EPA refutes green group played key role in carbon rule

The Environmental Protection Agency is pushing a different narrative than one published in a New York Times report detailing the influential role one green group played in crafting the presidents' signature climate rule.

The Times published a report Sunday night explaining how three leaders within the Natural Resources Defense Council (NRDC) drafted a climate plan to slash carbon pollution from the nation's existing power plants over the course of two years.

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That same 110-page plan drafted by NRDC, the Times reports, "heavily influenced the president's proposal," and it was written by following a strategy used by the American Petroleum Institute.

While an energy policy expert told the Times the NRDC's "fingerprints" were evident throughout President Obama's proposal, the EPA is saying otherwise.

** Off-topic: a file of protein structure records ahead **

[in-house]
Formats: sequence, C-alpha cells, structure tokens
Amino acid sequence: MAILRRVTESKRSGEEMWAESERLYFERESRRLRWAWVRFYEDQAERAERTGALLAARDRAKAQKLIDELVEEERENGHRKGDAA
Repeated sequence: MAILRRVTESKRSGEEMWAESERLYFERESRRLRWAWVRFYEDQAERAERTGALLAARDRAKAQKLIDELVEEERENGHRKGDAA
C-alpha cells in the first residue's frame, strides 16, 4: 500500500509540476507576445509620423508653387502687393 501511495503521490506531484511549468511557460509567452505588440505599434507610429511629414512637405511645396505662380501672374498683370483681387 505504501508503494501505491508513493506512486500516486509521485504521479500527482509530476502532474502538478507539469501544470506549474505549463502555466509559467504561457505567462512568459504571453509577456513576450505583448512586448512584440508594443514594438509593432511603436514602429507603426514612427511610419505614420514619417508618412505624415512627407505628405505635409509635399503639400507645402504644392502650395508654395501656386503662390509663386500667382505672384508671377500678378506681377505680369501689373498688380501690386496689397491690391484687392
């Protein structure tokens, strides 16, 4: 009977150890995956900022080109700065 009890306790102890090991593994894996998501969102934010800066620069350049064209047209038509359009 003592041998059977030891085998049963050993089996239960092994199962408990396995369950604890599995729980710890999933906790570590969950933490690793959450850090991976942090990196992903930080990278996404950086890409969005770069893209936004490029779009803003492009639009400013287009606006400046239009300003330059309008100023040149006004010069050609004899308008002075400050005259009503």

On Monday, the head of the agency's air and radiation division, Janet McCabe, said "hundreds of ideas" were considered when writing the proposal.

And an EPA spokesperson said Monday that the blog post "was a response" to the Times piece, adding that the agency "wanted to be very clear ... that our proposed rule was developed through a transparent process, no one person or group had outsized influence."

McCabe wrote in a blog post Monday that the proposal was a product of months of data analysis, and that the agency listened to input from "literally thousands of thoughtful stakeholders."

"Over the past year, dozens of EPA scientists, lawyers, economists, health experts, policy analysts, and many others wove the threads we heard along with our own extensive analysis, data, and information into the proposal we announced on June 2. If you look closely you may see some of the threads you contributed or heard throughout the outreach process," McCabe wrote.

McCabe added: "No no one person or group has the only, or best, idea" for the proposal, which the EPA hopes to finalize by summer of 2015.

The regulation mandates states cut carbon dioxide emissions from existing power plants 30 percent from 2005 levels by 2030.